Q: Excuse my ignorance but what exactly did Greeks vote against?
A: The ballot paper referred to the terms of a deal that had strictly speaking already been taken off the table, but in a nutshell Greeks were asked whether they would accept more austerity in order to keep rescue finance coming into the country.
They said No. It means we - and the European establishment - now know that the Greeks are prepared to face the unknown rather than accept more cuts.
Q: So what happens next?
A: Greek Prime Minister Alexis Tsipras will return to Brussels today to reopen bailout talks with his anti-austerity mandate hugely boosted. The 60pc backing for his preferred No vote means the Syriza leader won support from way beyond his own core voters.
Taken together with the results of last January's election, it gives him effectively a double "anti-austerity" mandate to negotiate with the rest of the eurozone, though in reality not much else. Mr Tsipras now has more authority to push for the same concessions he was after before talks with the European institutions broke down last month, but his country is still broke.
And it still takes two sides to talk. Unless the referendum results prompt a change of heart on the other side of the table - including for German Chancellor Angela Merkel - it could well be a case of going straight back to stalemate.
French President François Hollande looks more likely to see the results as a reason to soften his stance, and potentially to break with Ms Merkel. The two leaders are meeting today.
If Greece's "partners" don't show signs of compromise today then we can take it that Greece is heading for a euro exit, but it will be the rest of the euro area that has to do the pushing.
Q: So the No vote means it's back to the negotiating table. But what are the talks about?
A: The round of talks starting today are about the same thing they were about a week and a half ago. Greece has run out of money and needs help.
Its government needs access to as much as €50bn, mainly to keep on top of its debt repayments over the coming years. Before the latest lurch in the crisis, Greece was actually taking in enough in taxes to pay for day-to-day services - excluding loan repayments - but after the banks shut for a week that may no longer be the case. If Greece secures a new deal, it will remain on the critical list. Without a deal, Greece will renege on more and more of its external debts, and its banks will be unable to access the euros needed to maintain economic activity.
Q: Are those Greek banks open or shut?
A: Shut, but due to reopen tomorrow. The Greek Central Bank last night asked the European Central Bank (ECB) to increase the amount of emergency funding available to its banks.
A decision on that will be taken by the board of the ECB as early as today. In theory, that will be a non-political decision based on factors such as the strength of the Greek banks. In reality, it will be a highly political and potentially contentious decision.
If the ECB decides the Greek banks are insolvent, it can stop further emergency loans and that would - to all intents and purposes - drive Greece out of the single currency. Potentially very rapidly - within days. That is a big call for unelected central bankers.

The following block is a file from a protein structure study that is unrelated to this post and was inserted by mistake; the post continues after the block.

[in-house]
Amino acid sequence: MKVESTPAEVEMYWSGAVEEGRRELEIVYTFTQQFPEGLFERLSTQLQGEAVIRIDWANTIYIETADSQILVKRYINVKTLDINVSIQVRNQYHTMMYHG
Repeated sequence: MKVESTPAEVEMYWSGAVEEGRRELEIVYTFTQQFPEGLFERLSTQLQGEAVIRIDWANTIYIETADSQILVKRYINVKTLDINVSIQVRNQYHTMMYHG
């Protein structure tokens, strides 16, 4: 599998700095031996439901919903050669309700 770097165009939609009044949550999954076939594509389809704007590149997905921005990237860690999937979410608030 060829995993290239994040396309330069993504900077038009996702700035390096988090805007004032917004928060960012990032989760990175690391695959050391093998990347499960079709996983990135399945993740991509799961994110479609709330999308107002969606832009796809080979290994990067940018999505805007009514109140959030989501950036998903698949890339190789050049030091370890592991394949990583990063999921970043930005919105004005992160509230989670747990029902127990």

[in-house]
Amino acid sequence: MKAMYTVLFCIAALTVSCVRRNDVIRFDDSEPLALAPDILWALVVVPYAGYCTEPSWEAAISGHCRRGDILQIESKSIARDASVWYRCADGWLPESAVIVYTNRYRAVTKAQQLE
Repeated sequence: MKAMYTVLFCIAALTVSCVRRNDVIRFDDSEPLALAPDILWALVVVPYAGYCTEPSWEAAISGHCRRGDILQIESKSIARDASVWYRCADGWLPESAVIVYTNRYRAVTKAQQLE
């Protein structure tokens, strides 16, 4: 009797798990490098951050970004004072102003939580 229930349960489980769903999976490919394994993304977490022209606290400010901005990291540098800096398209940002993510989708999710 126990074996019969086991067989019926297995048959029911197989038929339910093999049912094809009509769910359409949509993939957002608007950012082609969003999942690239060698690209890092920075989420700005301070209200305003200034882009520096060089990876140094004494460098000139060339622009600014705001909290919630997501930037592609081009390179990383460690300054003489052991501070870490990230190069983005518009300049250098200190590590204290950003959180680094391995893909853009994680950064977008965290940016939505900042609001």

Q: Hang on, this is all starting to sound like nothing has changed?
A: The Greek debt crisis is still deadlocked, that is true. The good news, such that it is, is that the Greeks themselves are less polarised than many had feared. So whatever happens now, including a possible Grexit, at least the people there have taken a calculated decision that this is something they are prepared to face. That may have been Mr Tsipras's calculation all along.
Q: What about us, is there a risk to Ireland from this?
A: In the immediate term, Ireland looks to be reasonably well sheltered from the direct impact. The financial markets will certainly be weaker today, including the euro, in all likelihood.
Investors will pull cash out of riskier assets, such as shares and some bonds, and shift them into the dollar and very safe government bonds, like America's and Germany's. Our bonds are seen as neither super safe or very risky, so could end up largely left alone. Spanish and Italian borrowing costs will rise, and in the end that means investors will look to make money out of lending in general - which is bad for the flow of credit.
But we don't do a lot of business with Greece and, in the short term, a weak euro benefits Irish exports. The longer term implications for the euro will depend how the Greek situation plays out over months rather than days. A Greek exit will damage the European economy, which is fragile anyway.
Q: Could the rest of the euro area carry on regardless if Greece leaves?
A: If Greece leaves the euro, there will always be a niggling feeling that others might some day follow. Compare that to the US dollar which can survive just about any kind of crisis intact.
To compensate, a Greek exit might spark a push for greater integration among the remaining euro member states - including closer budget ties and common bonds. But political resistance to any such moves will now be greater than ever.